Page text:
The Berkeley logo is based on a custom typeface called University of California Old Style, which was created by Frederic Goudy for the University of California Press in the 1930s. The typeface has evolved over time as we moved from print to digital, and ironically, it became less legible in digital spaces. MCKL took a look at the original metal version of the typeface, as well as other Goudy works, to evolve the logo to complement the Cal Script and work across digital and print contexts.

For some, brand cohesion might seem very niche. Why did you want to take on this project? Where did the spark come from? 

Growing up in nearby Oregon, I felt like I had a good sense of the California universities, and my brothers were always watching a lot of college sports. I don’t know how old I was, but I distinctly remember the day my brothers were watching a football game between Cal and UCLA. I was like, “Which one is Cal?” When they explained that Cal was the same university as UC Berkeley, I remember thinking I was too old to have not known such a basic fact. And since working here, I’ve had that exact same scenario play out, I’ve had to explain to numerous people I’ve met that we’re the same institution. So many people don’t know we’re the same university. That was the impetus for this work.

We want people to know that the university with 26 Nobel Prize winners is the same university that has claimed 103 team national championships. 

Patrick Holmes

Some people say, “Who cares? Why does it matter?” For a lot of people, the associations they have with Berkeley are not of a large research university. They think it’s a much smaller university, or perhaps a large liberal arts college. The primary reason for that is because all of the things you associate with a large university — especially sports and school spirit — are all associated with the Cal name. The two get completely lost, and I think that really damages the reputation of the university.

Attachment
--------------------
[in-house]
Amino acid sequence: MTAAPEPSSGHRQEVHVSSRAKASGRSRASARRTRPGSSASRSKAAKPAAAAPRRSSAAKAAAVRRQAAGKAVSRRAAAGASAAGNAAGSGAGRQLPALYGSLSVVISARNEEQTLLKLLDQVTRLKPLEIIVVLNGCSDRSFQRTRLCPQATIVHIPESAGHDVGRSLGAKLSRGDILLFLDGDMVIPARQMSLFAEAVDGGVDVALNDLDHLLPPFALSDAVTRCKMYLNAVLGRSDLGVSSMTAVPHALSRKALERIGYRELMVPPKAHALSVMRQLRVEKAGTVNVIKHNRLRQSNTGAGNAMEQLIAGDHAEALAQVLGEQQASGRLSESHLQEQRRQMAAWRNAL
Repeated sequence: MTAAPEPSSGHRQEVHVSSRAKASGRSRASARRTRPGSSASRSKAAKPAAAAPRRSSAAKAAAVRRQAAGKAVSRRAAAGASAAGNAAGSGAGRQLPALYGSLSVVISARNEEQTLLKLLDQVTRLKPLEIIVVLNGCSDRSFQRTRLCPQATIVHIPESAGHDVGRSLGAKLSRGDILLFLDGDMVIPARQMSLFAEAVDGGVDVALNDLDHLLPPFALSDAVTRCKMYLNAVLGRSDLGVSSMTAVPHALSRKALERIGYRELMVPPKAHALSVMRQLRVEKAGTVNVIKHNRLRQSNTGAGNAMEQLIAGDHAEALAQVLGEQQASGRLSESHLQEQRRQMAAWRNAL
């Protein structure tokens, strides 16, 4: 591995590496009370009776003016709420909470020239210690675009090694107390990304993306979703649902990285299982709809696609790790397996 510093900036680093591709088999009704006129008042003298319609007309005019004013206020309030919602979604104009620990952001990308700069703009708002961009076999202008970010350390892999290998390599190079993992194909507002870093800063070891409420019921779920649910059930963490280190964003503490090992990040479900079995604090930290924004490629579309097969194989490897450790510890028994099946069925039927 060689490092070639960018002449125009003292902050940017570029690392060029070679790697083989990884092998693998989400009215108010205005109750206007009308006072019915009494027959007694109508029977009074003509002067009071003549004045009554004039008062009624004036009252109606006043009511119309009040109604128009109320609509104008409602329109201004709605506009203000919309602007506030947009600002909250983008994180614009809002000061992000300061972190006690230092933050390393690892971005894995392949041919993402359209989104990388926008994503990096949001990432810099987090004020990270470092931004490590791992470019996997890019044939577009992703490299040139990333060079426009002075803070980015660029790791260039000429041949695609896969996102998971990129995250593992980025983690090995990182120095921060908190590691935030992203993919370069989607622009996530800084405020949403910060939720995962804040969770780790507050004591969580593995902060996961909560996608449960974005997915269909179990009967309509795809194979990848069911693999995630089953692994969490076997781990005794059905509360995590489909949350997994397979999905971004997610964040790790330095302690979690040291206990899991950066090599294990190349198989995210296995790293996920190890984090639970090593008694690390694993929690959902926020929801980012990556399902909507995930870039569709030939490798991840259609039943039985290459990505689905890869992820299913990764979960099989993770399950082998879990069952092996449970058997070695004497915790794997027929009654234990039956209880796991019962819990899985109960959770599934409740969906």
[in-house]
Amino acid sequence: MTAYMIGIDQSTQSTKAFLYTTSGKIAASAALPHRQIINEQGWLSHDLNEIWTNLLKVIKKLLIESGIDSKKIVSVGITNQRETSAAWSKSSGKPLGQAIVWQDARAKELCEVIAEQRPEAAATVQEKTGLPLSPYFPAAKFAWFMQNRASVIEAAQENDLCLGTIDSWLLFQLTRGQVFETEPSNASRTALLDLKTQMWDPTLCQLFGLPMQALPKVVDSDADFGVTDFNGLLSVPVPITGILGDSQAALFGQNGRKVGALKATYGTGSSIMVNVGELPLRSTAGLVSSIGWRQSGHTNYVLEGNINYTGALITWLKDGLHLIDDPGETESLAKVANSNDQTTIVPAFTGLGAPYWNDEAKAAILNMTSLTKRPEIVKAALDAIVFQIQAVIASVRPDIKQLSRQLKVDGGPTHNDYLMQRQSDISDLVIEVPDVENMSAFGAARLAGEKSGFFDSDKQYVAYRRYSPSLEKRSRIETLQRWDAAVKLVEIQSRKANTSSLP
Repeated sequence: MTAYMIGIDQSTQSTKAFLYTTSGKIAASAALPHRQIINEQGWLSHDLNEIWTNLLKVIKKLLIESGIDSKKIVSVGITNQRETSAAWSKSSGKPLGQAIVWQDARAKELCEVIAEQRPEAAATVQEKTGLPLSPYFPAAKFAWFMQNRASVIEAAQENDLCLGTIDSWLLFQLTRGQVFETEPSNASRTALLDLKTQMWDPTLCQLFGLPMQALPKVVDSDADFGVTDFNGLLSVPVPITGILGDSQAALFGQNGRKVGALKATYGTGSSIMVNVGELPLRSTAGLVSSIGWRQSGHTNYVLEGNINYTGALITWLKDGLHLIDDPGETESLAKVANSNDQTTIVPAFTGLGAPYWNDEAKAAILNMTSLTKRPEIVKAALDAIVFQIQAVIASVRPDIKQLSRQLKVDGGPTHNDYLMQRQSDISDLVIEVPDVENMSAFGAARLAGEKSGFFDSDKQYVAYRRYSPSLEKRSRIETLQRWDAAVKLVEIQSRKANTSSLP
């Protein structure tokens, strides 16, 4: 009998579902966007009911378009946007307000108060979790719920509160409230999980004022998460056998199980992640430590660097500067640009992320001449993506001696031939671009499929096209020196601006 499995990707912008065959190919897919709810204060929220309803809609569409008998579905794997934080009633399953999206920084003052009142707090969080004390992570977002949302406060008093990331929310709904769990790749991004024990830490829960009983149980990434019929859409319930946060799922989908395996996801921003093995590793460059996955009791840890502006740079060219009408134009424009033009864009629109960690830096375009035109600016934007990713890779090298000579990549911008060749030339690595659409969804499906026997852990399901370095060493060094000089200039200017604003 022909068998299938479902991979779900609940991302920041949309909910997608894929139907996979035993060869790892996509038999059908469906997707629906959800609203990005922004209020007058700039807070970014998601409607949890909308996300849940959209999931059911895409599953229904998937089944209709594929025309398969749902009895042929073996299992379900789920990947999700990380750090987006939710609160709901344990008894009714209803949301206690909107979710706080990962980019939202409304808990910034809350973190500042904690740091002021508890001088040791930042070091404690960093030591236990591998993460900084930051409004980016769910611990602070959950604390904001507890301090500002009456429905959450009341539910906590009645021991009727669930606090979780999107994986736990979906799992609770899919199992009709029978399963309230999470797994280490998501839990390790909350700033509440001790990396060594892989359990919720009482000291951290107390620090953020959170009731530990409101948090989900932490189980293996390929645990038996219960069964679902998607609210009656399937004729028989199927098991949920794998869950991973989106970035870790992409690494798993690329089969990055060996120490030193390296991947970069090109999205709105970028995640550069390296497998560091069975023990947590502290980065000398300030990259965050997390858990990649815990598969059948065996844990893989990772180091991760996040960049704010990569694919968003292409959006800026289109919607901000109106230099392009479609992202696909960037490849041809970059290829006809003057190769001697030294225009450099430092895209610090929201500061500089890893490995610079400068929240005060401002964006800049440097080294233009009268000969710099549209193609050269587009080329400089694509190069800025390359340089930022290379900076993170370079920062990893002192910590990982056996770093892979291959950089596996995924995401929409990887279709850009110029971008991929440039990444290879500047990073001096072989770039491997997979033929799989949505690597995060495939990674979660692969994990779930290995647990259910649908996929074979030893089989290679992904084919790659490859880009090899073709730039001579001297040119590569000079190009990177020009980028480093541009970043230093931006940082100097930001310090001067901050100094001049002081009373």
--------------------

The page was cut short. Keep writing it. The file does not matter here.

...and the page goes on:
All of this is about bolstering the reputation of the university and increasing the value of people’s diplomas.

A grid showing various aspects of Berkeley's updated brand and logos. It shows the Cal logo, elements from the seal, and a range of other applications for how the updated text and colors may be used.
Rollout for the updated brand elements will unfold over several months as different parts of campus deplete their existing items and transition to the updated options, Holmes said.

Courtesy of Additive Agency

But if Berkeley continues to be shorthand for academics, and Cal for athletics, does this brand refresh really solve the problem? 

This certainly helps. Aligning our visual assets — aligning the colors, the graphics, the typography, the other elements of the brand — allows people to make visual connections between the two. 

Oftentimes, those visual connections aren’t really a conscious thought. If you’re driving down the freeway and you see a billboard for Cal Athletics and it has the same look and feel as a Berkeley brochure from a college fair, there’s a better chance you’re going to make the connection between the two, whether you realize it or not. It’s certainly going to help people make those connections. There’s still more work to do, and we will need to continue to find ways to help people clarify the two. 

Part of what this does is open the door to help find those opportunities. And when they’re put together, the Berkeley and Cal logos work much better together and appear as if they’re part of the same system. It makes it easier to form associations between the two and to actually think these two are part of a larger whole. 

When will the complete rollout be done? 

We’re still putting the finishing touches on the visual identity. Namely, we’re still finalizing how school, college and department names will look with the new logo. We hope to finish that work by mid-summer, and then you’ll start to see the new visual identity in use in more places. 

That said, we expect a gradual rollout, as it will take time for people to update their websites and cycle through any printed material they have already produced. The beauty of these changes is that it won’t be terribly confusing for the two logos to coexist in the world. It’s clear that the new logo is an evolution of the old, so we’ll be able to build upon the existing brand equity and take it to the next level.